In all the prolonged and widespread discussions concerning what is called the Indian problem, little has been heard of those territories in India which are neither British nor ruled by Indian princes, i.e. Portuguese India and French India. These are the subjects of the article that follows.
As everyone knows, India -the vast peninsula or subcontinent which has its crown in the towering peaks of the Himalayas and its foot in the warm waters of the Indian Ocean- is divided between British India and the India of the Princes i.e. those Indian states which have treaties of alliance with the British Crown. But there are also two other Indias, so far as political allegiances are concerned; there is a Portuguese India and a French.
Of these, the more important, both in area and population, is Portuguese India, which consists of Goa, with the islands of Angediva, São Jorge and Morcegos on the Malabar coast; Daman (Damão) on the gulf of Cambay, north of Bombay; and Diu, on the other side of the gulf, on the coast of Gujerat. All in all, these have an area of 1,537 square miles, with a population of some 600,000.
All are relics of the days when Portugal was the world's greatest commercial and colonizing power. Goa was captured in 1510 by the famous Portuguese captain, Affonso d'Albequerque. An attempt by the local king to eject the Portuguese was defeated, and Goa became the capital of the whole Portuguese Empire in the Orient.
The customs and constitutions of the native village communities were left practically untouched, save that the rite of suttee (widow-burning) was abolished, but on the native framework was erected an imposing edifice of military, commercial, and ecclesiastical power, so that "Golden Goa" rivalled in splendour the empire of the Moguls. Its great days were at the end of the sixteenth century and the opening of the seventeenth; then the appearance of the Dutch in the Indies led to Goa's gradual decline. When a hundred years later Clive set about establishing British power in India, Goa was well nigh deserted by all save priests and monks; its arsenal, its quays, its palaces and even many of its churches were in ruins, while its streets were overgrown with grass. And such it has remained for the most part, a city of ruins and ancient memories. In the most notable of its surviving churches, that of Bom Jesus, are enshrined the mortal remains -still in a fair state of preservation- St. Francis Xavier, the Apostle of the Indies, who died in 1522 in China, and was reburied in Goa two years later. The present-day capital of the colony is Panjim, or New Goa, which possesses a modern port as well as the usual complement of Government buildings. On the other side of the Mandavi estuary is Mormugão, which is linked by railway with the British Indian system.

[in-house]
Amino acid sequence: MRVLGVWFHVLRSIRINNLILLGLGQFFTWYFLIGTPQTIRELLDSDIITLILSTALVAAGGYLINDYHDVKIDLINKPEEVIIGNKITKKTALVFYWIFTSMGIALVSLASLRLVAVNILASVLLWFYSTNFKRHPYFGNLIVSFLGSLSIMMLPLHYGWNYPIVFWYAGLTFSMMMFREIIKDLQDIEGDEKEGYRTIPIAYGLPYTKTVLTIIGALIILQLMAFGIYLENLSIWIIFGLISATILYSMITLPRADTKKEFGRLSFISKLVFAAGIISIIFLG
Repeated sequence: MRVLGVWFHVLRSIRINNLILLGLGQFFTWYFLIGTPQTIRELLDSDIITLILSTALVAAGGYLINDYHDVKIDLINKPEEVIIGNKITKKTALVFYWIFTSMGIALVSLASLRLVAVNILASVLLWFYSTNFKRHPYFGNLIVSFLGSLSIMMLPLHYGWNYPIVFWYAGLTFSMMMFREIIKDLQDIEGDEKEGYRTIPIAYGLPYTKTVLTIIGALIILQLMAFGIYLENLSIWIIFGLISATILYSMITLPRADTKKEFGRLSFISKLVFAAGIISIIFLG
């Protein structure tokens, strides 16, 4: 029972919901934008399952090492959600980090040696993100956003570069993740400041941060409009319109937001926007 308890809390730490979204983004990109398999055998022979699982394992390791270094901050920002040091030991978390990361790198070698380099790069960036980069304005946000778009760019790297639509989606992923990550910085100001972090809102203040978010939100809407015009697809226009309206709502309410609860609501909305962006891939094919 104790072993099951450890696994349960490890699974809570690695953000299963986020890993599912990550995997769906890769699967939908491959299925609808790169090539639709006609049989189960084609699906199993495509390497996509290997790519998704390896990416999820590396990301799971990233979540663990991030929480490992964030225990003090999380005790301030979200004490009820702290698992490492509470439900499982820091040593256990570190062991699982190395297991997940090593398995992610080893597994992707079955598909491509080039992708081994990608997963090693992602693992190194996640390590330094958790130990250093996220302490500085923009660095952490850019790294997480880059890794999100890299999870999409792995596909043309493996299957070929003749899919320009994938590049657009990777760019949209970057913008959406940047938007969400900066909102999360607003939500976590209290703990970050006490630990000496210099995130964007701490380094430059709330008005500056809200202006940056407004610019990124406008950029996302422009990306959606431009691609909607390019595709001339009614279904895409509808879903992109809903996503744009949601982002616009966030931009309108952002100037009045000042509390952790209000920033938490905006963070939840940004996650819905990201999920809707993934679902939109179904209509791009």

Daman has been Portuguese since 1558 -the year in which our Queen Elizabeth came to the throne; attached to it are the territories of Dadara and Nagar Havili, which were occupied considerably later. The soil is fertile, and there are some fine teak forests; there are also some salt works and shipyards.
Diu comprises the island of that name and a small district (Gocola and Simbor) on the mainland. Once it was an important port, but the water is not deep enough for large ships and its trade is now decayed.
Now let us turn to French India. This consists of five separate colonies or provinces -Pondicherry, Chandernagore, Karikal, Mahé and Yanaon- which together cover an area of 196 square miles with a population of some 300,000; each province is divided into communes, with their own municipal institutions. Most important is Pondicherry, whose Governor is Governor-General of the French possessions in India; there is also an elected General Council, and the colony used to have its representatives in the French Senate and Chamber in Paris.
Those who remember their reading of Macauley's vivid pages will not need to be reminded of the rivalry between the French under Dupleix and the English under Clive; and Pondicherry (which was originally founded by French settlers in 1683) was Dupleix' base in his bid for a French empire in India. In 1748 Admiral Boscawen laid siege to it unsuccessfully, but Coote took it from Lally in 1761. Restored to France some years later, the British captured it again in 1778 and it fortifications were destroyed. Twice more it was restored to the French and captured by the British, but since 1816 it has remained in French possession, although it is entirely surrounded by British territory. The town of Pondicherry has some fine public buildings, cotton and bone mills, and in the adjoining countryside rice and grains are the chief crops.
Chandernagore is a pocket-handkerchief of a territory -it contains only three square miles with a population of under 40,000- on the Hooghly, some twenty miles above Calcutta. It became a French settlement in 1688, and in the Dupleix period enjoyed considerable importance. Like Pondicherry it has changed hands time and again, until in 1816 it became French for good. Today it is described as a quiet riverside town.
Karikal was captured by the French from the Rajah of Tangore in 1739, and after the usual vicissitudes, was restored to them by the British in 1817. It has an area of fifty-three square miles, and a population of about sixty thousand, who engage in commerce with Ceylon and (in normal times) with the Straits Settlements. Mahé (area 26 square miles, population 13,000) is the only French possession on the west coast of India. Like Pondicherry, it used to have its representative in the French Parliament, but economically it is in decay. As for Yanaon, there is little that can be said about it, save that it is five square miles in extent and has some 5,000 people.
Governor of French India is M. Louis Bonvin. On September 9, 1940 he announced his adhesion to General de Gaulle, who nominated him to the Council of Defence of the Free French Empire.